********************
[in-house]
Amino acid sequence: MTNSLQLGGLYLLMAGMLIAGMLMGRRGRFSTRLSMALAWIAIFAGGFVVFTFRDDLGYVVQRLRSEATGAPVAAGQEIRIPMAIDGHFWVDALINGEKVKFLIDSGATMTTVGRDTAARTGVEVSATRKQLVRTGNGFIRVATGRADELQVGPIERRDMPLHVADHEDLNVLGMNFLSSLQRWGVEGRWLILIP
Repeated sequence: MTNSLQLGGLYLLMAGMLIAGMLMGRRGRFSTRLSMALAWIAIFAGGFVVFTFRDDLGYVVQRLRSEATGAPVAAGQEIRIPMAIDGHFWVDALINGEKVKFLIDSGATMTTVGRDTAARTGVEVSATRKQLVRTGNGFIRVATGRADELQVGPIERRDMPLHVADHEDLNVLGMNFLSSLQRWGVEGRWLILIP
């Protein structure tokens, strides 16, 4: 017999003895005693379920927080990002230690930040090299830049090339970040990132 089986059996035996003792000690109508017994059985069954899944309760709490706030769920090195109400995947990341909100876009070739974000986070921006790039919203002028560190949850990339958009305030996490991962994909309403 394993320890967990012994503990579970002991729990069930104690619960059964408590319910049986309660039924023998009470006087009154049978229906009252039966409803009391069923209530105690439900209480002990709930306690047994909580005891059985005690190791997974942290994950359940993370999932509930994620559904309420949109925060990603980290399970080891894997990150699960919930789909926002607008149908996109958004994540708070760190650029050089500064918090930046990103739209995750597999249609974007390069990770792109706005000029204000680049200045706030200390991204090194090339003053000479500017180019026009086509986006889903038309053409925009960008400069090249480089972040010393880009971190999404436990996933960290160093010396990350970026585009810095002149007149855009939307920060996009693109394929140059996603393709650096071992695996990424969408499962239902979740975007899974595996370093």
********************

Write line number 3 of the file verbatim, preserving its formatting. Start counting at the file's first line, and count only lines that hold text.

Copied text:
Repeated sequence: MTNSLQLGGLYLLMAGMLIAGMLMGRRGRFSTRLSMALAWIAIFAGGFVVFTFRDDLGYVVQRLRSEATGAPVAAGQEIRIPMAIDGHFWVDALINGEKVKFLIDSGATMTTVGRDTAARTGVEVSATRKQLVRTGNGFIRVATGRADELQVGPIERRDMPLHVADHEDLNVLGMNFLSSLQRWGVEGRWLILIP